When systems collide, things get shaken up and threaten to become unhinged. Time-honored structures break apart, net works are torn, the old order is disrupted. What to do with the broken pieces?
Dipping my brush into paint did not seem to be the right answer. A destructive force, which is causing havoc, needs to be addressed more physically, I felt. I produced large ink imprints of netting on paper, tore them up and affixed them to canvas in various ways. The net symbolized social cohesion, the fissures felt real.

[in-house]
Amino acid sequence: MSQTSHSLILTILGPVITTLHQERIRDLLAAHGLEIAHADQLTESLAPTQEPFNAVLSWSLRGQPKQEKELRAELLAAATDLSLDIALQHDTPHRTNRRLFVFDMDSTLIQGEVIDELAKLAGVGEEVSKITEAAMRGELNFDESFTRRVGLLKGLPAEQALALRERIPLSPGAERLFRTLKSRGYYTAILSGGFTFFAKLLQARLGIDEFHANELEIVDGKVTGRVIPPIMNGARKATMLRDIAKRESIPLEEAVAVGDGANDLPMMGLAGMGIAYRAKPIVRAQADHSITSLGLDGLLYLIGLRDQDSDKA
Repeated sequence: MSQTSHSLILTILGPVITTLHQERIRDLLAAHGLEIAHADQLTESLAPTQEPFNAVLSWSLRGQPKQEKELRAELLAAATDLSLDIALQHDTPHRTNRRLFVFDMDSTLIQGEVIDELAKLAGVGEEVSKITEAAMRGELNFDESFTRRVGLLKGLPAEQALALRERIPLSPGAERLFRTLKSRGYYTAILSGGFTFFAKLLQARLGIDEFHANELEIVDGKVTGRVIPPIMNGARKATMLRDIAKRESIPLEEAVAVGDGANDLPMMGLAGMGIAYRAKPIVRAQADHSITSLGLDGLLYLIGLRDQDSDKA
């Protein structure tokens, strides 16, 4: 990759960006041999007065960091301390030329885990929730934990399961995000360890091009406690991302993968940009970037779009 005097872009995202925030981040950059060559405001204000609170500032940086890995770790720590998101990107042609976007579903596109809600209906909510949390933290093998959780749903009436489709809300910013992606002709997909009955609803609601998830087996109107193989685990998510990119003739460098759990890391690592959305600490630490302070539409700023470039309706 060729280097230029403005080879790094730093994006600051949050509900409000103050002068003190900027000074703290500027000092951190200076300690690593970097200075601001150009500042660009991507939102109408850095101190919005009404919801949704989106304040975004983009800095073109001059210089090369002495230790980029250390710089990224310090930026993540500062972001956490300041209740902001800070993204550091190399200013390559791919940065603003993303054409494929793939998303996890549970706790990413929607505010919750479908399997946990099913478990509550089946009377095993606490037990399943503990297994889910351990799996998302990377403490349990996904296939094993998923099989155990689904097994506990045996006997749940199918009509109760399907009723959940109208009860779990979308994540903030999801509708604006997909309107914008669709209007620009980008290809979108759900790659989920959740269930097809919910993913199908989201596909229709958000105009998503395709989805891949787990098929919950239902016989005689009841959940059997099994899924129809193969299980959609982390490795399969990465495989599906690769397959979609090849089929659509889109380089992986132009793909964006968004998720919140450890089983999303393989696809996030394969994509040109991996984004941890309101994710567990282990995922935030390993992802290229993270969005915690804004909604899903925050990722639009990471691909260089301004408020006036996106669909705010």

But what about the other aspects of our world? Justice ignored, truth disregarded, violence reigning or embraced… How could I portray a graveyard of ideas once shared?
I cut up old canvasses and reassembled them, together with pieces of net prints, reconfiguring the broken pieces in order to form a new whole.
Was it the presumption of a new order? No, but I was confronted with an intriguing dichotomy: My goal was to portray chaos, created by a clash of opposing forces. And yet, as I was working with random pieces of cut up canvas and torn netting, I found myself striving for balance and beauty. Did I fail? Or is this what humans do: Pick up the pieces and try to create something beautiful?